By Stu Hackel
It would be wrong to not begin today’s post with thoughts about Rick Rypien, the 27-year-old former Canuck who was found dead on Monday. Rypien was set to play for the Jets this season, and was called “the ultimate teammate” by Mike Keane, the former NHLer who roomed with Rypien on the AHL Manitoba Moose. More from Keane and others can be read in a recommended column by Gary Lawless of the Winnipeg Free Press.
Rypien is the second NHL player to pass away this offseason. Both he and Derek Boogaard were fighters and some have commented that those who play that role in the NHL can carry some heavy emotional baggage. Despite the admiration he earned from teammates, Rypien certainly had issues, which manifested themselves in numerous ways, including shoving a fan last season, which earned a suspension, plus two extended leaves during his time with the Canucks to deal with his problems — problems that were even more serious than many suspected.
“The tortured heavyweight had become a hockey cliché,” writes Mark Spector on Sportsnet.ca in his very interesting column today in which he rattles off the names of some who it fits — Dave Semenko, Bob Probert, John Kordic, Louie DeBrusk and Boogaard.
“To quiet the demons, they chose drink, or drugs, or constant angst. And it allowed them to deal with the behemoth who awaited in the next town, on the next roster, or the children who looked up at them innocently and asked, ‘Are you going to beat up so and so next game?’
“You never see the fear when they stand there in front of 18,000 fans, bare-knuckle fighting under the glare of the TV cameras,” Spector continues. “But so many of them speak later of how scared they were at that moment; how they barely got out of the shower after the game when the thought of the tough guy from tomorrow night’s opponent darkened their head space.
“The toughest part, a fighter once told us, is that guys like Rypien could never let that fear show. That there was no one to talk to about it. Their persona is such a big part of the role as the protector on their team, that there is nowhere for that player to unload his baggage.”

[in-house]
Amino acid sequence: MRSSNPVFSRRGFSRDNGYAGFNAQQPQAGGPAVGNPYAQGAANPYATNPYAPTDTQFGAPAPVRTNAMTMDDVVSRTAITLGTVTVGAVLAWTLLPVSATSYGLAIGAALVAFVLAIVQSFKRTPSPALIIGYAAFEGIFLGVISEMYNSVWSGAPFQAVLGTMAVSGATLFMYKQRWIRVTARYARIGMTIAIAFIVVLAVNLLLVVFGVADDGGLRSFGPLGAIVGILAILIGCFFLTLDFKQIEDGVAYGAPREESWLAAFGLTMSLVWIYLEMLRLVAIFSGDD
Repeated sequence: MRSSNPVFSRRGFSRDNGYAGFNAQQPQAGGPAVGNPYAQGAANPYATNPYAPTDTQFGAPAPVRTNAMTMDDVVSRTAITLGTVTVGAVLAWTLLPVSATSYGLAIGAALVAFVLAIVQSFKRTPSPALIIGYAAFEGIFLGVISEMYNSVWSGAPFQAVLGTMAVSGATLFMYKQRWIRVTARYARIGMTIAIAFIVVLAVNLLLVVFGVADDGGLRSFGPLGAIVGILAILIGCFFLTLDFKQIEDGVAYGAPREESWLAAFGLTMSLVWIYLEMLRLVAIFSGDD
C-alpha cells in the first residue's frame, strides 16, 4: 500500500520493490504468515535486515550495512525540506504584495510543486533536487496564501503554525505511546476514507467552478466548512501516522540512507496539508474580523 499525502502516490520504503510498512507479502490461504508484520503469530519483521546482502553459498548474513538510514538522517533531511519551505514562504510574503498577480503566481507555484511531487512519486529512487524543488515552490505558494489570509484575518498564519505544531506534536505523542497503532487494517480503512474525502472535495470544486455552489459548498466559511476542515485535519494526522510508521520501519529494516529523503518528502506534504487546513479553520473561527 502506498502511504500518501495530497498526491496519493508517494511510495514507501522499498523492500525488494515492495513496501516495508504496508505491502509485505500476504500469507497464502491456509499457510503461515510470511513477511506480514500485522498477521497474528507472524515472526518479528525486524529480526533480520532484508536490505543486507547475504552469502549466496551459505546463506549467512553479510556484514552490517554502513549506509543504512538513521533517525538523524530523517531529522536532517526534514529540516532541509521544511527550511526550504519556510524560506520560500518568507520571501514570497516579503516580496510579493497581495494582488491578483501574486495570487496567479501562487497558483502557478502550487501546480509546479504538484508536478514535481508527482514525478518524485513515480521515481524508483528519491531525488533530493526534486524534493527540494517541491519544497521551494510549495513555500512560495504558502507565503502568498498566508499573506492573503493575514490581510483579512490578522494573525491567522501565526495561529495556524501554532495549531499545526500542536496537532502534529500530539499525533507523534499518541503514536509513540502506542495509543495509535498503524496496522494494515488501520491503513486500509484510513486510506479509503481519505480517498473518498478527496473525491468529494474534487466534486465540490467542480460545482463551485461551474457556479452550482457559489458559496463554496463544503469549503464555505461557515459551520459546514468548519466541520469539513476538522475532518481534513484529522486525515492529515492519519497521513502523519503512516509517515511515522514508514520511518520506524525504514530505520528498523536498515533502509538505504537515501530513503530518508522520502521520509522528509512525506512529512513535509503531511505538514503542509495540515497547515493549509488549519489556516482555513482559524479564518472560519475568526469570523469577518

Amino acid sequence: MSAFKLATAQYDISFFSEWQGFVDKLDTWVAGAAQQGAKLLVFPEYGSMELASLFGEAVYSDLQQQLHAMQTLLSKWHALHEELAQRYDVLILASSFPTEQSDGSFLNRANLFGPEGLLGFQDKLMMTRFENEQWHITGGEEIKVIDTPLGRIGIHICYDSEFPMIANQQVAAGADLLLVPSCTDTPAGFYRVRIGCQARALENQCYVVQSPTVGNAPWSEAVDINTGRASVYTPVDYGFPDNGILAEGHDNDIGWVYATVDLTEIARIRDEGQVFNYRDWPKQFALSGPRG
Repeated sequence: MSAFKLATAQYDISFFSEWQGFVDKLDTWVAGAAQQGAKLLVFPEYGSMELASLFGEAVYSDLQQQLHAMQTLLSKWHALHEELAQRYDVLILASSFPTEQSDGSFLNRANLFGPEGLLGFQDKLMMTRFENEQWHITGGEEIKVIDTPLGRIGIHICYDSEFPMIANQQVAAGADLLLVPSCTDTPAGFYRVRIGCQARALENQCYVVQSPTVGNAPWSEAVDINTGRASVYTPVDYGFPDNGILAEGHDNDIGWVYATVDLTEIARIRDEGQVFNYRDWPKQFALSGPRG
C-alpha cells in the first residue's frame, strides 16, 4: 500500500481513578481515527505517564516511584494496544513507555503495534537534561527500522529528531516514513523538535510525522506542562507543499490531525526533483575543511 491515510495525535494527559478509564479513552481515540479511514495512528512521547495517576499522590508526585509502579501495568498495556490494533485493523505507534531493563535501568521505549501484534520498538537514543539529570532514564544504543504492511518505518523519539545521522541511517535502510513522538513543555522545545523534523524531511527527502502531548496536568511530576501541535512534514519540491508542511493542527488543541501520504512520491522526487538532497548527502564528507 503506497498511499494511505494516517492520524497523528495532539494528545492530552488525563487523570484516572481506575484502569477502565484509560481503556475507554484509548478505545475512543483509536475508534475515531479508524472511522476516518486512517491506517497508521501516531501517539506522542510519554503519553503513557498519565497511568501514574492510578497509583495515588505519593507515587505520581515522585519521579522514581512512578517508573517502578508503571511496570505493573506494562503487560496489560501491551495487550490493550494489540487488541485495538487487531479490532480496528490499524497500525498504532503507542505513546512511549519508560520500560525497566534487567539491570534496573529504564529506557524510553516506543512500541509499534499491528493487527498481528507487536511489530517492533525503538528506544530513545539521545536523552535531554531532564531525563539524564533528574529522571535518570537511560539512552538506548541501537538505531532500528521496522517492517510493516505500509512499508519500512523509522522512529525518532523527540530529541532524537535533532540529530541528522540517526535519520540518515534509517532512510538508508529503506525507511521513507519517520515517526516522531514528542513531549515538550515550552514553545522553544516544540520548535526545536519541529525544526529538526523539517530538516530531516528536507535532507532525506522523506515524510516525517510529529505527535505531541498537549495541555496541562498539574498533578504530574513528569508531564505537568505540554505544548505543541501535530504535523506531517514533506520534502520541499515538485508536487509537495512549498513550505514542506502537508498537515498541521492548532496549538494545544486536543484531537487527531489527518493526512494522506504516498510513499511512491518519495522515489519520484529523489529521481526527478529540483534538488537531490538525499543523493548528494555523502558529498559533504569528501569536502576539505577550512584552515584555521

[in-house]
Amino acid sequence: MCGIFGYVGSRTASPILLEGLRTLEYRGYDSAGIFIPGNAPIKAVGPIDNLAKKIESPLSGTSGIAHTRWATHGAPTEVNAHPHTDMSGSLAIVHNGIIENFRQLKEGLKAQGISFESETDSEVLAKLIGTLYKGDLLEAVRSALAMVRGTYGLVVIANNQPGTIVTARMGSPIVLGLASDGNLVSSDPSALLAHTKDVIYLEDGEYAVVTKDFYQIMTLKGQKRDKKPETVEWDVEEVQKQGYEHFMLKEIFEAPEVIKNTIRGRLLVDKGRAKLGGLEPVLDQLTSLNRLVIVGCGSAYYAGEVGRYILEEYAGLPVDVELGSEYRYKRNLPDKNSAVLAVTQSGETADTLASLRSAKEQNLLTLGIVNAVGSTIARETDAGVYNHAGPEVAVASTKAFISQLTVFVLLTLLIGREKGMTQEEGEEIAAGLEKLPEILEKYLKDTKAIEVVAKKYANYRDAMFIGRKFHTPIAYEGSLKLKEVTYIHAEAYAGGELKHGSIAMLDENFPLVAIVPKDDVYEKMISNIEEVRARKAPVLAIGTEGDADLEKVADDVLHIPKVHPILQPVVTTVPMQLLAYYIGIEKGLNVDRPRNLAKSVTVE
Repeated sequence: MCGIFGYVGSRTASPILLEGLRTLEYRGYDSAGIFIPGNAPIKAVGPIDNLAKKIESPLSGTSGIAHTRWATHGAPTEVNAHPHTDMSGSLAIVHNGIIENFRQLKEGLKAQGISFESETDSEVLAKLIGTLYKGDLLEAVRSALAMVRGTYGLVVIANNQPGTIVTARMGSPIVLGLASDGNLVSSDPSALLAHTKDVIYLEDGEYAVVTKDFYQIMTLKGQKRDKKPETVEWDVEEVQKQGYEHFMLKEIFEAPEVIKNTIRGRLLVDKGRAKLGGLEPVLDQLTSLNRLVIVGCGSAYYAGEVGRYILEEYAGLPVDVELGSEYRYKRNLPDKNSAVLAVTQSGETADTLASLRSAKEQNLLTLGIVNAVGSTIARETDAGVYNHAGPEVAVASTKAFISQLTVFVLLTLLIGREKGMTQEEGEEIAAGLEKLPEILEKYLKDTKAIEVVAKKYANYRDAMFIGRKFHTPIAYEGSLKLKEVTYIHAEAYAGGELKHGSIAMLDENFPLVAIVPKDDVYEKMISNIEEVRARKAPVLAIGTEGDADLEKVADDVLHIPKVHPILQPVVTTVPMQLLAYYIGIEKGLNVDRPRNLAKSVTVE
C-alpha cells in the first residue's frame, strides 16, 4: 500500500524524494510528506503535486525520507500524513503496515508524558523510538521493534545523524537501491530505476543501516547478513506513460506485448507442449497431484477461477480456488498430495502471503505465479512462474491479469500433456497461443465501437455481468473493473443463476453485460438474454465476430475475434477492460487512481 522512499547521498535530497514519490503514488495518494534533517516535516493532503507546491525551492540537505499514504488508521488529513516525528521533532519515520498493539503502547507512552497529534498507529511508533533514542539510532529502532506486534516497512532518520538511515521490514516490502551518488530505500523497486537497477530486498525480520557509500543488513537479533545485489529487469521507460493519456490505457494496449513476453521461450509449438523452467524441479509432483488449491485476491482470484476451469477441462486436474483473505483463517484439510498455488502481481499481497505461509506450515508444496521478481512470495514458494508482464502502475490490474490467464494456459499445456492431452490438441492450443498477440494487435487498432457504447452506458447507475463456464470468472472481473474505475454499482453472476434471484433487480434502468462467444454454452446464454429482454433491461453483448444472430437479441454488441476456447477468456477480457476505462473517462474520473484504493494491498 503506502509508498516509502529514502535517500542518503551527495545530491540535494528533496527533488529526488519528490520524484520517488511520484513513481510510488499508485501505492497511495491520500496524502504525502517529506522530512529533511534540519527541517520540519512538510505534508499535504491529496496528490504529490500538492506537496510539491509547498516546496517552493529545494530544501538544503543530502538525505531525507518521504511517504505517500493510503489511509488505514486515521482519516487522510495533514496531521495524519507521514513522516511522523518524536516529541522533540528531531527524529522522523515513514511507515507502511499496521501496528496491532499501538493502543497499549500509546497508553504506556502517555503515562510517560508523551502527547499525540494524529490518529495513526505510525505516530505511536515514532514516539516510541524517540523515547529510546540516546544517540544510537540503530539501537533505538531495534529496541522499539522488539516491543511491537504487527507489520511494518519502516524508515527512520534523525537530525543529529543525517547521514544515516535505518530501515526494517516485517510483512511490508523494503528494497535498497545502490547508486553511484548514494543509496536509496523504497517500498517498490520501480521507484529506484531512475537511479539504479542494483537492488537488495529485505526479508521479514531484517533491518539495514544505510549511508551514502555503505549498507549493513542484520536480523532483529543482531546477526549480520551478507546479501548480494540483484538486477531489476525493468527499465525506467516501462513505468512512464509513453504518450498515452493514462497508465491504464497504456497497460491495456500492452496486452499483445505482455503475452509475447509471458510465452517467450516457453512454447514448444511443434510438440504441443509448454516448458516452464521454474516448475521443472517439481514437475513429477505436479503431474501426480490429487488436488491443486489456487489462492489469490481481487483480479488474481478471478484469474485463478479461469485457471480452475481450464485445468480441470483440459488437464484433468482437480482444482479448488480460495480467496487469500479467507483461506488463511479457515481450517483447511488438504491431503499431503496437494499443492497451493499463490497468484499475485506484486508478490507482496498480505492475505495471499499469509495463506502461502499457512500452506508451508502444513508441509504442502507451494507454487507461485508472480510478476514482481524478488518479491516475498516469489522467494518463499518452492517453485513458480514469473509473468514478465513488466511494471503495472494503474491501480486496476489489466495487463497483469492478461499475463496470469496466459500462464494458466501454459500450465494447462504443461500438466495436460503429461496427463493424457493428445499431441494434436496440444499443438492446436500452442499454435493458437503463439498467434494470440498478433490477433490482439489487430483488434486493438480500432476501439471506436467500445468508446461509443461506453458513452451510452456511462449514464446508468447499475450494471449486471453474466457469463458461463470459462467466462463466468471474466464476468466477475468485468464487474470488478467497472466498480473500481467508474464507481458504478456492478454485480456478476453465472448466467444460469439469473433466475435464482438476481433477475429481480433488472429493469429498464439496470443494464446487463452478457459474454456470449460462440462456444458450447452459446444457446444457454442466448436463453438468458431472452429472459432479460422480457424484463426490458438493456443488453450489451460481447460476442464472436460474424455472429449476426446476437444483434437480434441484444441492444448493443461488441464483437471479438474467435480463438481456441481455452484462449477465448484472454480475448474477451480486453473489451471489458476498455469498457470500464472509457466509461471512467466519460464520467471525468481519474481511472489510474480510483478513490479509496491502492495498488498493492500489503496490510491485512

However, it’s important not to overreact to the awful coincidence of two hockey pugilists passing away within months of each other. Not all enforcers have that dark component that Spector writes about as part of their makeup. And it would be equally wrong to believe skill players are somehow immune from pressures and psychological imbalances. Three come to mind immediately: Frank Mahovlich, a Hall of Famer forward and Ron Ellis, his teammate on the Maple Leafs in the ’60s, and more recently, Stephane Richer, the high-scoring winger for the Canadiens and Devils. They have all spoken openly about their battles with depression. And there certainly are others.
Of course, goalies have always been vulnerable to what were once called “nervous breakdowns;” Terry Sawchuk, one of the NHL’s all-time best, had a few of them (and now it is believed he suffered from bipolar disorder). My happy-go-lucky hockey hero, Gump Worsley, had a breakdown or two as well. The great Glenn Hall got so wound up, he vomited before every game. These were called “occupational hazards” in the ’60s.
Additionally, as is now widely known, depression can be an after-effect of concussions, which numerous NHLers have endured. And that’s nothing new; you might (or might not) want to read this account of the frightening post-concussion symptoms suffered by Red Wings defenseman Johnny Gallagher in the 1930s. The connection between fighting and concussions and depression is likely a legitimate one, although one needn’t be a fighter to suffer a concussion playing hockey. And one can suffer from depression without ever having been concussed.
This is a tough sport and we often take for granted the men who play it, not always keeping in mind the toll it takes to make and stick at the game’s highest level (and that’s not to mention the many more whose talent or other factors leave them just short of the NHL). Almost all love their jobs, the best are very well compensated, but all that means little when accompanied by the sort of suffering some have to endure. We tend to see them skating around as entertainers, superhuman objects of adulation or scorn. But beneath those colorful sweaters and bulky pads are real people who are just as susceptible to human frailties as you and I.
A Free Man: Oilers goalie Nikolai Khabibulin was released from the Maricopa County “Tent City” jail on Sunday after serving 15 days of his 30-day sentence for impaired driving. He’ll serve the remaining time under house arrest at his Arizona home, pay a $1,500 fine and take part in alcohol counseling.
Khabibulin was clocked doing 70 mph in a 45-mph zone on Feb. 8, 2010. He blood alcohol level was measured at .164, more than twice the legal limit and considered in the extreme range.
He was on a work-release program for the 15 days behind barbed wire at the minimum-security facility in Phoenix, but slept on a cot under a tent at night outdoors with other inmates. Outdoors during the summer in the Arizona desert is not much fun, even at night.
The “Bulin Wall” was a model prisoner. “No incidents or problems whatsoever,” Sgt. Jesse Spurgin of the Maricopa County Jail told Matt Dykstra of the Edmonton Sun, “He behaved himself perfectly. I’m sure he’s happy this whole situation is over and he’s ready to move on.”